The disease is frequent and severe enough to require medical treatment in approximately 3% of the population.5 According to the International RestIess Leg Syndrome Study Group (IRLSSG), basic diagnostic criteria include: uncomfortable sensation in the legs, occurring or worsening of this sensation during sitting and rest, and resolution or alleviation of the symptoms with movement, further worsening of the symtoms in the evening and at night, and exluding the condition that may mimick RLS.2,6,7 Treatment strategies differ according to severity of the disease. Different treatment options are offered for the patient group with paroxysmal and mild symptoms, while other options are used for the constant and resistant symptoms. Non-pharmacological treatment can be used in the mild-symptoms group.

Patients are advised to pay attention to sleep hygiene and avoid substances worsening the symptoms such as alcohol, nicotine and caffeine.8-10 Regular daily exercise and activities have been reported to be helpful in the mild- symptoms group.11 Non-pharmacological options are insufficient in the moderate and severe patient groups and these patients require pharmacological therapy. The first option in this group is dopa agonists.12 In addition, levodopa-carbidopa, gabapentin, low-potency opioids or opioids receptor agonists can be administered.8,9,13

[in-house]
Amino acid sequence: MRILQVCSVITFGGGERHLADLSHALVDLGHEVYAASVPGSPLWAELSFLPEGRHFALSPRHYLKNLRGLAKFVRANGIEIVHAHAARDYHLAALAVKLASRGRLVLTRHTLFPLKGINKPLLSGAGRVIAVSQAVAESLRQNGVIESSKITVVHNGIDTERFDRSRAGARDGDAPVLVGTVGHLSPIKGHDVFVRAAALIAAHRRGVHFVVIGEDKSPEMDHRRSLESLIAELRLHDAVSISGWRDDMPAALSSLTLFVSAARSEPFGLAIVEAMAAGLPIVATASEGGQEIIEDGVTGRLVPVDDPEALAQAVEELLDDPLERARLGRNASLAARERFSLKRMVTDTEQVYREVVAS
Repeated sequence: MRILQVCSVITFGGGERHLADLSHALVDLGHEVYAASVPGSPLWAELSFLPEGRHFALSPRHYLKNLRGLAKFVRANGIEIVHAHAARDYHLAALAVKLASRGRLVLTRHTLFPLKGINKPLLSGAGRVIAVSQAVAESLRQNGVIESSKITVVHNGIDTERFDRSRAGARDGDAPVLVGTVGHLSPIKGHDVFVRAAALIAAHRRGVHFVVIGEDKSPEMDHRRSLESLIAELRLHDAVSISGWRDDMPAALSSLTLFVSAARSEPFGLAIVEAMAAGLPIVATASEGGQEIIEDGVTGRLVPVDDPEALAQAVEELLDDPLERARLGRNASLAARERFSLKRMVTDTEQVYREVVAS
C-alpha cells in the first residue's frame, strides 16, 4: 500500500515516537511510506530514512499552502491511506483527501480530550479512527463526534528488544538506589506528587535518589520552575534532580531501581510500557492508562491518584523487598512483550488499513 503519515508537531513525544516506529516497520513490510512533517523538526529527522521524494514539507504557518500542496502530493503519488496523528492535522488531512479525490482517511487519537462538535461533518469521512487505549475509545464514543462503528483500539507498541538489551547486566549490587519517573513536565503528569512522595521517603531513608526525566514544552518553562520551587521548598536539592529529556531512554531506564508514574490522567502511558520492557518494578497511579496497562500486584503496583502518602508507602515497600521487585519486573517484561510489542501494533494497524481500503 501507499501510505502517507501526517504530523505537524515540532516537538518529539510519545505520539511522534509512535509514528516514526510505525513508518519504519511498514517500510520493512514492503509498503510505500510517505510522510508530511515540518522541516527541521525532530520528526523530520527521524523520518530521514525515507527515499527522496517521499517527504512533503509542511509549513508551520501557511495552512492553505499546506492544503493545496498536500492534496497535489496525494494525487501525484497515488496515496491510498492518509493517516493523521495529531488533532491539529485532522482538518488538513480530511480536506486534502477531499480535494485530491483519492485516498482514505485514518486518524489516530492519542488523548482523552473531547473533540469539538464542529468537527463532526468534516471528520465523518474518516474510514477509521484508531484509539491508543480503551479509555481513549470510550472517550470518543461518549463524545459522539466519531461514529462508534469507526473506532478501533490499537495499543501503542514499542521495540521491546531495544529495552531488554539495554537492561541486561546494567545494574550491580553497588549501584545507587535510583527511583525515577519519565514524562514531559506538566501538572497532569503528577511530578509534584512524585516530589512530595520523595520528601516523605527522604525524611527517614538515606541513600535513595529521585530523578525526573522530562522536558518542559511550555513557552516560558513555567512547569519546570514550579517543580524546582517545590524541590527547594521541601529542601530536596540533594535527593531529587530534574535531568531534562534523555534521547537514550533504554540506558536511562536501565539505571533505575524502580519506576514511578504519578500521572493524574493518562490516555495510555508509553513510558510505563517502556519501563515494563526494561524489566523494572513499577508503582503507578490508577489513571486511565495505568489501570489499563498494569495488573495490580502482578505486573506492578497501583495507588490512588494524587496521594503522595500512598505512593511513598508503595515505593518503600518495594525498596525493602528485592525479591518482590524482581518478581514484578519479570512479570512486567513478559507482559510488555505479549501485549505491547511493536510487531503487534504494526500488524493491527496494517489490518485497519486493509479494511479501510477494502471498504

RLS is frequently associated with insomnia.14

Polisomnography (PSG) is not recommended to be routinely used for the diagnosis of RLS. In the studies conducted with PSG, single-night tests in RLS patients yielded periodic limb movements of sleep (PLMS) by 70-80% and PLMS index by 5 or higher in adults. Using multiple PSGs, number of PLMSs per hour was found to be 5 or higher in 90% RLS patients. Some PLMSs cause arousals which may impair sleep hygiene.15

The current study was planned to reveal clinical and PSG features in RLS patients, and to examine the compatibility of sleep data and clinical features.

Patients and Methods